[9 September 2008]
PopMatters Associate Music Editor
If Villainaire were only an instrumental album from start to finish, then the Dead Science might have something. Their gritty combination of post-punk energy and stringed arrangements can be jarring and angry, or more tempered and sad. They are a band that can combine disparate elements well, and use noisy and clunky transitions to their benefit, signaling a blatant shift in emotion through subtle sonic choices.
Here, they mesh dreamy harp strings into a thumping and grinding rhythm section on “Throne of Blood (The Jump Off)”. A spare electronic beat gives way to thrashing guitar rock on “Wife You”. The folk balladry of “Black Lane” is brought to full-fledged life with a soaring burst of strings. The plucked minor notes on “Make Mine Marvel” are cut loose and shift from brooding to shouting by a quick-stroke post-punk guitar riff.
All of those moments could make Villainaire a surprising and entertaining record. And they are not even the only highlights musically. Unfortunately, almost every song is undone by the vocals. For years, the Dead Science have been crafting this sort of dark and overly dramatic rock music, that toes the line between being emotion and being whiny, between being smart and being too high-minded. But some of those records worked. And maybe it is just that things haven’t changed enough this time around, but Villainaire misses the mark nearly all the way through.
Sam Mickens’ vocals go back and forth between warbly melodramatics and creepy whispers. And while either of those, used in moderation, could make for a charming quirk on the album, neither can be relied on as a primary tool. Couple his over-the-top vocals with his knack for antiquated syntax—“leave nothing attached, nor nothing behind” he sings on “The Dancing Destroyer”—and the fact that every moment he sings about is to the nth degree, and you’ve got a group of songs that wear on you quickly. There are no dark nights in these songs, only the darkest night. There are plenty of references to hearts and blood and death, most of which hint at a vague and undefined dread that becomes no clearer as the album moves along.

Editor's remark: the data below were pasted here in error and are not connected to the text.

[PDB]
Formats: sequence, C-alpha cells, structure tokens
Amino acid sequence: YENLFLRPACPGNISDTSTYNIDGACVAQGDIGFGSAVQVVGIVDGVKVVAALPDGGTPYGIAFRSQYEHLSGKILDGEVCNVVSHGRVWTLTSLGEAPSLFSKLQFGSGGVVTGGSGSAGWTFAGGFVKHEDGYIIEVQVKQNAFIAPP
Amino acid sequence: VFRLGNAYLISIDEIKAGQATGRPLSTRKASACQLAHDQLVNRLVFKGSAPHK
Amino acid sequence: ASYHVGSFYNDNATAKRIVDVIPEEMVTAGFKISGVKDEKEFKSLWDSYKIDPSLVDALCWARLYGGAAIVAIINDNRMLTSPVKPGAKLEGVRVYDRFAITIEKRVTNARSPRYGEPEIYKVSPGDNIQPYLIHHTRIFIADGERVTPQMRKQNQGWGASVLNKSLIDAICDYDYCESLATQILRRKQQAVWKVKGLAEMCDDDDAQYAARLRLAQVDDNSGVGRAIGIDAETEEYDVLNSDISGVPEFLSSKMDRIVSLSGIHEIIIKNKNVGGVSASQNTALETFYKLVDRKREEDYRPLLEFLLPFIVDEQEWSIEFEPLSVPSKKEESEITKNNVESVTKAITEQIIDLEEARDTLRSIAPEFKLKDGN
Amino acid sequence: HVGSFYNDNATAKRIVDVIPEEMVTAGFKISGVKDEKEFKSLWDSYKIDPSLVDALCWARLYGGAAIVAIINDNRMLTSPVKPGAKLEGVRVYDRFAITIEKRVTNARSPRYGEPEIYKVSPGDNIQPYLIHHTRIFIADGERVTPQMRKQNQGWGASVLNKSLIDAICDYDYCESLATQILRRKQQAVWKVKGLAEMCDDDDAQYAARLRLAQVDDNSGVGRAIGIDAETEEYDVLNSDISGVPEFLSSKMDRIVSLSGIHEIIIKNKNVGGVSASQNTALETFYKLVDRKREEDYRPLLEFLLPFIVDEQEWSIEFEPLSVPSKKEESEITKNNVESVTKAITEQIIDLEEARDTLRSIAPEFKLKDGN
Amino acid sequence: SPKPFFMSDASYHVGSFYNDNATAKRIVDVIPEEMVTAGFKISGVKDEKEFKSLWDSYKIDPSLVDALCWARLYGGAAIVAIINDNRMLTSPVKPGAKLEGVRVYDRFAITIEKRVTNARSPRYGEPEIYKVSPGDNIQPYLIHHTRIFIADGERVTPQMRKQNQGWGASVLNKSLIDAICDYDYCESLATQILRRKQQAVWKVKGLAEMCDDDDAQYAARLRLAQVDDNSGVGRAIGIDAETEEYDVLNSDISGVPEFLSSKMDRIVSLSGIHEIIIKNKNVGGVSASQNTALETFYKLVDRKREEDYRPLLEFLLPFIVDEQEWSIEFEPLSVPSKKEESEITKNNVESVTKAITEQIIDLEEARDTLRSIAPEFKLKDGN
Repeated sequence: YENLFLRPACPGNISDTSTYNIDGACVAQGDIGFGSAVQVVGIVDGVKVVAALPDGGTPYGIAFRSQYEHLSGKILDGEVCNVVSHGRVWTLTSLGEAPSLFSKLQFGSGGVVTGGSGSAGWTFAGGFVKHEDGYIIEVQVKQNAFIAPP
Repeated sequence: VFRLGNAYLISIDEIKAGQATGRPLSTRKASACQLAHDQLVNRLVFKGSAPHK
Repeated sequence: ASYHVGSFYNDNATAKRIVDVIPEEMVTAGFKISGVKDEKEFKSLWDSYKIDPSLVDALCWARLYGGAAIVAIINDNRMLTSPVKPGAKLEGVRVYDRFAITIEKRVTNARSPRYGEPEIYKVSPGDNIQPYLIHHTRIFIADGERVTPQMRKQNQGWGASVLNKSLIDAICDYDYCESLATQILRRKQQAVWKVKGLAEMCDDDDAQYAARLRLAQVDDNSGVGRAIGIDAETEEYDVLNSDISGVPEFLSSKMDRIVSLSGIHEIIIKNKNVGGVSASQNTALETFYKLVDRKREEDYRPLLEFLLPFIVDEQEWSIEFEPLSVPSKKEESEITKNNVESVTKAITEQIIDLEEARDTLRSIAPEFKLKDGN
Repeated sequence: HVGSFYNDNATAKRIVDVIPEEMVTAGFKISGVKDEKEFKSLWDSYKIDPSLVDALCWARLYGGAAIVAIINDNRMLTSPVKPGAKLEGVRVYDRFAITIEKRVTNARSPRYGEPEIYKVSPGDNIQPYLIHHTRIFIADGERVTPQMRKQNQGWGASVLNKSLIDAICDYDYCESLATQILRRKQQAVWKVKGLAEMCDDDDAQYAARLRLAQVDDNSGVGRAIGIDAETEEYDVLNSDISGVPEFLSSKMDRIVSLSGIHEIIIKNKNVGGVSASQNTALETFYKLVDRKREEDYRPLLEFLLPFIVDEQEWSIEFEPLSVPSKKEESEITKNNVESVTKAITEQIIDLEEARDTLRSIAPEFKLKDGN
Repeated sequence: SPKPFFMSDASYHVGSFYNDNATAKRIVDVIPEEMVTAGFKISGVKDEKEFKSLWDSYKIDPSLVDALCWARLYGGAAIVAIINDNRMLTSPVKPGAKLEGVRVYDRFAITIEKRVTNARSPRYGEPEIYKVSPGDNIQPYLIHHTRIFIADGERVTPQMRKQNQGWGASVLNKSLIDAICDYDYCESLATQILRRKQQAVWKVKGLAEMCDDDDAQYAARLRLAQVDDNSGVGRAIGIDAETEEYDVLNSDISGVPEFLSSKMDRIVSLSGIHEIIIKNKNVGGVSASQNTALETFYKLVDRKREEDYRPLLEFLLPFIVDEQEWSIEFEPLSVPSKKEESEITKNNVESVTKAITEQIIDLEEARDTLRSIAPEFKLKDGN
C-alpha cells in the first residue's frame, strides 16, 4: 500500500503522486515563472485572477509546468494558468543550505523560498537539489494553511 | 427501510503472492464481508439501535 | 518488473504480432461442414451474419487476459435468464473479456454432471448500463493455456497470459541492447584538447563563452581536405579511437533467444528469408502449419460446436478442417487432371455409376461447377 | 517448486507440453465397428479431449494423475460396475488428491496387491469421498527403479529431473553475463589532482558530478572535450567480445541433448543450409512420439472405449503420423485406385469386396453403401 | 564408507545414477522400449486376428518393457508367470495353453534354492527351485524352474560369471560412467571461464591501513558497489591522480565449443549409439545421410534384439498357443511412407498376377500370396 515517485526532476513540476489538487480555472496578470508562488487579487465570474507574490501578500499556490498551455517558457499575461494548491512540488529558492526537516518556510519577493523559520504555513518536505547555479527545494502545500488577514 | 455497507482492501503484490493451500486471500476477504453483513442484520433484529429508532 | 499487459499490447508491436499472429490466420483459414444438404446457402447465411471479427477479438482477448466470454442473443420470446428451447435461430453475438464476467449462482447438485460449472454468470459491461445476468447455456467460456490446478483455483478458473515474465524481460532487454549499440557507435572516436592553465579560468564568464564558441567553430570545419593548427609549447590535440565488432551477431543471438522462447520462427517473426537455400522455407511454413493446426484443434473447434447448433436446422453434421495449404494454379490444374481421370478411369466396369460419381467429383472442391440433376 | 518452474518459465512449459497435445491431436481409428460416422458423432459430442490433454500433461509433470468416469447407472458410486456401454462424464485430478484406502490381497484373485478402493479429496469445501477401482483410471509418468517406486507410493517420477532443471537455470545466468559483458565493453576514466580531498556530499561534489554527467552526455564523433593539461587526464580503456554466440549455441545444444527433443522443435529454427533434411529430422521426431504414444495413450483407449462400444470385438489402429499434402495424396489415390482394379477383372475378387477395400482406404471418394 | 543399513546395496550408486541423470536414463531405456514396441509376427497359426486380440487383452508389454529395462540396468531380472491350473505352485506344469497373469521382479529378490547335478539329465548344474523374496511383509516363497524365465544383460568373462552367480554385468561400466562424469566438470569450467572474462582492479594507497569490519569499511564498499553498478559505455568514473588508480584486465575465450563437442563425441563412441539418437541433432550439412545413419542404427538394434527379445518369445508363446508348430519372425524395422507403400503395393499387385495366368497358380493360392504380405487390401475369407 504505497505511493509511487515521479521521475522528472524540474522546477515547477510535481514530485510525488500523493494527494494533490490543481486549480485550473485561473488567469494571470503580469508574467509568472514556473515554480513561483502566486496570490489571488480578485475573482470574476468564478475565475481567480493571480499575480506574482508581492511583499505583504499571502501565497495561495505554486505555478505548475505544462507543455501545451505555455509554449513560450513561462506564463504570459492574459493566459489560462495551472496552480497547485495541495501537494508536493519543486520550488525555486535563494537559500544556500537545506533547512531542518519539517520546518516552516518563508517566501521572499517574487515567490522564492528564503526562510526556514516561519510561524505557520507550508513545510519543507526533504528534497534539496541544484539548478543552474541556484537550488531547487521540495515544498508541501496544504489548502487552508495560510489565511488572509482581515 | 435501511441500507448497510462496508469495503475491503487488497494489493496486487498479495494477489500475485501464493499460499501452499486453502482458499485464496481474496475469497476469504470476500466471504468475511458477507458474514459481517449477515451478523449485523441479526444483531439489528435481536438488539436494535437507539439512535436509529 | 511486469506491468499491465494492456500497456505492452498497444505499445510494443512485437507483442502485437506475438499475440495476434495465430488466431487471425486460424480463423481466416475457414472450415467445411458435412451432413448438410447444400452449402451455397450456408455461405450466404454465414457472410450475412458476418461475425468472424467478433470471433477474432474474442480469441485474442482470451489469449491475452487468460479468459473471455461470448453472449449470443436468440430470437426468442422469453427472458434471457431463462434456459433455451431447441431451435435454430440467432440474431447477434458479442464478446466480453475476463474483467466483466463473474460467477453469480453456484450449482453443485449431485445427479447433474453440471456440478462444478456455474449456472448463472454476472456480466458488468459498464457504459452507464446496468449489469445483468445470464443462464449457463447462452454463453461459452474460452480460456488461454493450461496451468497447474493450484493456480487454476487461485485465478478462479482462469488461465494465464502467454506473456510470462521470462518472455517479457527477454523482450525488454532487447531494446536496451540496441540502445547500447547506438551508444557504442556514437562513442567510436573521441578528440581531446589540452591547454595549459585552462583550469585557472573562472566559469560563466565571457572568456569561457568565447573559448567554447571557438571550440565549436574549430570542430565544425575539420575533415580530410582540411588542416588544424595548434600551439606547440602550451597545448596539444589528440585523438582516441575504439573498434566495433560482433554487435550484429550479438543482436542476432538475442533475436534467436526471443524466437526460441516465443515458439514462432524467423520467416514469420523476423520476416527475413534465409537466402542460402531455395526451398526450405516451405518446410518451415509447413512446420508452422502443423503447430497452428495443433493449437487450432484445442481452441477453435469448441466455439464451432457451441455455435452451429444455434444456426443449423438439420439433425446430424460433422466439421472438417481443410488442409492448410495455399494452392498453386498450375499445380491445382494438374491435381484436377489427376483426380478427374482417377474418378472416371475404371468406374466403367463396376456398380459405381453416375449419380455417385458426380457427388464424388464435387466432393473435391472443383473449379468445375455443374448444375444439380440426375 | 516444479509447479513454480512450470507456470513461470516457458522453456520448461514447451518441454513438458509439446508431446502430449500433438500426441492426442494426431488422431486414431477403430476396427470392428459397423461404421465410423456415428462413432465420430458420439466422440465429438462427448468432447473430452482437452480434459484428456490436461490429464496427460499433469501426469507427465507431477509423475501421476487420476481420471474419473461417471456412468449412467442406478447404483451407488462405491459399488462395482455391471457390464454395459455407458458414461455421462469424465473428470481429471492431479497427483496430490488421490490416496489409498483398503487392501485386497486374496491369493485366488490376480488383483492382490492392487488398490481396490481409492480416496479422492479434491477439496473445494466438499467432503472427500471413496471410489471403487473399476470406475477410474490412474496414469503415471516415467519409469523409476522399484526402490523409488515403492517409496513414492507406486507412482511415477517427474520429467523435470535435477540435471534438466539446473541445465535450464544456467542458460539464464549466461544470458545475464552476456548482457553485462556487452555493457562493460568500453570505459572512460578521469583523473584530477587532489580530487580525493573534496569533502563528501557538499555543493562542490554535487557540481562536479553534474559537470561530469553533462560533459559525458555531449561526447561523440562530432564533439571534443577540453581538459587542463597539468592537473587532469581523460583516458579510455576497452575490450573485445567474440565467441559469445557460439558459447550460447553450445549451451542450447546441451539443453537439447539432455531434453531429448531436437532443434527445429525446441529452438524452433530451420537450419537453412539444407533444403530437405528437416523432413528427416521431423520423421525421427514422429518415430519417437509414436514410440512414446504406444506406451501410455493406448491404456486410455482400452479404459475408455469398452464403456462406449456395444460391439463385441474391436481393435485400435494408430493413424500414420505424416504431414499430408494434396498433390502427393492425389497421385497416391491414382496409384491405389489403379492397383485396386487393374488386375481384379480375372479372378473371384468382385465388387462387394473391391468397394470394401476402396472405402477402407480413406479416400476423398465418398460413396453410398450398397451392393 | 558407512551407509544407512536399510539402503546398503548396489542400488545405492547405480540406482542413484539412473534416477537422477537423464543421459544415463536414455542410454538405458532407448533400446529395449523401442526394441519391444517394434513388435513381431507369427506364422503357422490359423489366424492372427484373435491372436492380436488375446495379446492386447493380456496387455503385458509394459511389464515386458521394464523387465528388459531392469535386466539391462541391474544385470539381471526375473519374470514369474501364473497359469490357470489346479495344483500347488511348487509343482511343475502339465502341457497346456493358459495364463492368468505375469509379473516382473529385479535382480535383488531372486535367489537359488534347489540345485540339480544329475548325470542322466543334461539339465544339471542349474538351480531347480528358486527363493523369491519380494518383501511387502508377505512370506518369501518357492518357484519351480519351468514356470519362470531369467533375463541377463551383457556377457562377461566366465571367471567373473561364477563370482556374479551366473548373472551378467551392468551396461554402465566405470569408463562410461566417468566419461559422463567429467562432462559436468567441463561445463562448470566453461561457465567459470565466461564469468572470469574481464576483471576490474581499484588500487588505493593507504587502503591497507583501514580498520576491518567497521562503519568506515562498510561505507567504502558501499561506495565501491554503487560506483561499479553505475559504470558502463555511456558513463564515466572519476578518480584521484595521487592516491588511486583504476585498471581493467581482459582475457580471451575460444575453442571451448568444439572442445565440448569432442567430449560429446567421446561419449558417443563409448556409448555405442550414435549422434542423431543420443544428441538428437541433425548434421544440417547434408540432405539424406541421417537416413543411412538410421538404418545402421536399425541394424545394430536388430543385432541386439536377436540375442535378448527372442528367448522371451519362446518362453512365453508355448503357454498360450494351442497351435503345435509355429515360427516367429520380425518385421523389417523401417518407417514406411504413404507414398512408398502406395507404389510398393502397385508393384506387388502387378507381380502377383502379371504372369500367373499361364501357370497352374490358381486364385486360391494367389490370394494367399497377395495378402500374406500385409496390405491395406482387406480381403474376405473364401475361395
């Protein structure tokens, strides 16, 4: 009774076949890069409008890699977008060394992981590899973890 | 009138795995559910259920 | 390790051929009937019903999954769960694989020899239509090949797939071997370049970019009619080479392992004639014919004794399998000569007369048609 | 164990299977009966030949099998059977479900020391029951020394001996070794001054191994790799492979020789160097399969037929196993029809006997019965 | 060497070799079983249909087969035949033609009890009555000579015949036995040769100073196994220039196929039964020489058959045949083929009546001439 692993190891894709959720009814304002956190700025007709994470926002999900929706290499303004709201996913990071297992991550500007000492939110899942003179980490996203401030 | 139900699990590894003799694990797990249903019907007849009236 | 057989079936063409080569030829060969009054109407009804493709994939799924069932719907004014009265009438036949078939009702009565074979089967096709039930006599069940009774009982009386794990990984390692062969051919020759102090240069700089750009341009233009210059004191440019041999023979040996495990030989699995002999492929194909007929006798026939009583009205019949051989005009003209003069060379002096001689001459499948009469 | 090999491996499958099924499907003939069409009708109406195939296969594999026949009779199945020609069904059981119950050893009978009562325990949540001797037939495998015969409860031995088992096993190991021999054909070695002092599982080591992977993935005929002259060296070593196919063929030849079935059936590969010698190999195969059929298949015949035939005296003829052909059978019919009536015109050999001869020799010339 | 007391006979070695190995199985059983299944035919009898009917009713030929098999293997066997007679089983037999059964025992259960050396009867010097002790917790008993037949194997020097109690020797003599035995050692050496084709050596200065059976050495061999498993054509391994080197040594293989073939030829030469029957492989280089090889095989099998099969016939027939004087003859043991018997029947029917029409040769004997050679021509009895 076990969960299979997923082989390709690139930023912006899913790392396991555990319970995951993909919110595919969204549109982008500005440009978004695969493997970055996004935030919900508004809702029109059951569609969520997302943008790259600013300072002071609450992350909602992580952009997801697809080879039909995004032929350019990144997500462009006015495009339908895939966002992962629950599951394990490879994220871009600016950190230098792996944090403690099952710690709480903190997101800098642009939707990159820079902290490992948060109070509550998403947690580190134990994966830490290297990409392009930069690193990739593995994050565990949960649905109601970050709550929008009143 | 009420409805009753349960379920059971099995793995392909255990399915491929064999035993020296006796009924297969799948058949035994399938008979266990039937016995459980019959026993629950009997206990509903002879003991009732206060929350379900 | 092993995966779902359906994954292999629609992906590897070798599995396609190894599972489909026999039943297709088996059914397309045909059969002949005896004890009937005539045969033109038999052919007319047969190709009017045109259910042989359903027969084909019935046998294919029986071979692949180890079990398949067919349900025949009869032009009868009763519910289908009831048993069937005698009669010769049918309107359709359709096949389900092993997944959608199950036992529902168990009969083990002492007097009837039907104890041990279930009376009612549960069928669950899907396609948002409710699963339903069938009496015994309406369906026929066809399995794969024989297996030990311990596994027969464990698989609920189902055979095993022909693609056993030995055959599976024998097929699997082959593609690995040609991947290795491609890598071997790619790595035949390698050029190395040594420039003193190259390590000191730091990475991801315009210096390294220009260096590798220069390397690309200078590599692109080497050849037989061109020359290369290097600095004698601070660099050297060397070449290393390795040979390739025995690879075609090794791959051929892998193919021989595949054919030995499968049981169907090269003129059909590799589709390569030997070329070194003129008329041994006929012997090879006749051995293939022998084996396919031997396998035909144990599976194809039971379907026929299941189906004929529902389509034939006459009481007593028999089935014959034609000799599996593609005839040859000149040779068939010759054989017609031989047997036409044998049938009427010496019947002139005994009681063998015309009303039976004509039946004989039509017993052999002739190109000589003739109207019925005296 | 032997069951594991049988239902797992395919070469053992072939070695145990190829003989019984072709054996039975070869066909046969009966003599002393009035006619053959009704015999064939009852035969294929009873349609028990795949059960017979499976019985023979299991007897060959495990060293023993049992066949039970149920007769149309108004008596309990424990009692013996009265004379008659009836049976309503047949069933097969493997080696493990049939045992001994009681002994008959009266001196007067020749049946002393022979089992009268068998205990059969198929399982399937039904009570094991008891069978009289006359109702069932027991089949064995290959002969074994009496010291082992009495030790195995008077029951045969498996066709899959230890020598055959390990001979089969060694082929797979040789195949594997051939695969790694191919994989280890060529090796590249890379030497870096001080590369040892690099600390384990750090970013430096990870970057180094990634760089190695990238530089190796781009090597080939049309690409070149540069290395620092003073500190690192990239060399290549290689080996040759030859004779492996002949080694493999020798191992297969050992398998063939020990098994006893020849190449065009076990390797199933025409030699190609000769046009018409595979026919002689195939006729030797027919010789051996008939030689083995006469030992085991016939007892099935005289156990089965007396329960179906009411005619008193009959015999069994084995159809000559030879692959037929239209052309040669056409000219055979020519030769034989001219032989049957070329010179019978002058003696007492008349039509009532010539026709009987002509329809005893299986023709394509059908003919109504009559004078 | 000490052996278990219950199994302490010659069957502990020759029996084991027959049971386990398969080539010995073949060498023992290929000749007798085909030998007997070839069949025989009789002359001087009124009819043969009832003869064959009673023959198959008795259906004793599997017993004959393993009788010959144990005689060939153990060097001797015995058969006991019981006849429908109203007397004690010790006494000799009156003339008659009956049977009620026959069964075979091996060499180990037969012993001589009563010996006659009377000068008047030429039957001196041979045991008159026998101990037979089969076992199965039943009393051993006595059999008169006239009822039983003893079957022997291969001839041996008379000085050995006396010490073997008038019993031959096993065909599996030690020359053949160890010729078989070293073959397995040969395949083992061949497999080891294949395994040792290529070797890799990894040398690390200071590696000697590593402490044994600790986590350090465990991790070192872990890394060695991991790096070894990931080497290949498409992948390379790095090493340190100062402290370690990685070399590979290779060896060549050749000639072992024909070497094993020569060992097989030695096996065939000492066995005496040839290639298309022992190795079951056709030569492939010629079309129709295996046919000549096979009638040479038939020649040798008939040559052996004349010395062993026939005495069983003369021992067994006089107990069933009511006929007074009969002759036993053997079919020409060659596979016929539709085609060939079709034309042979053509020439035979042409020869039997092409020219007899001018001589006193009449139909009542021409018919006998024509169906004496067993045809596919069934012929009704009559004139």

Mickens also refuses to use any sort of vocal melodies on the record. Over these tight compositions, he meanders and wails aimlessly so much that his tales of woe become impossible to follow. There is some notion on the record of a battle—Mickens often sings of “us”, with an implied “them” on the receiving end of his tantrums—but we’re never quite sure what the struggle actually is. The album’s title implies a class war, but the Dead Science hardly seem to be playing the music of the people here, and Mickens doesn’t seem interesting in singing to galvanize anyone, preferring instead to maybe confuse us into a response.
It really is too bad that Villainaire doesn’t work. Sonically, it is exciting throughout, capable of surprisingly subtlety and, when necessary, brash and in-your-face theatrics. But the overdone vocals, the pretentious lyrics, and the constant insistence that not only is something horribly wrong but the band seems to be the only one that knows it doesn’t just stop the album in its tracks, it knocks it backwards.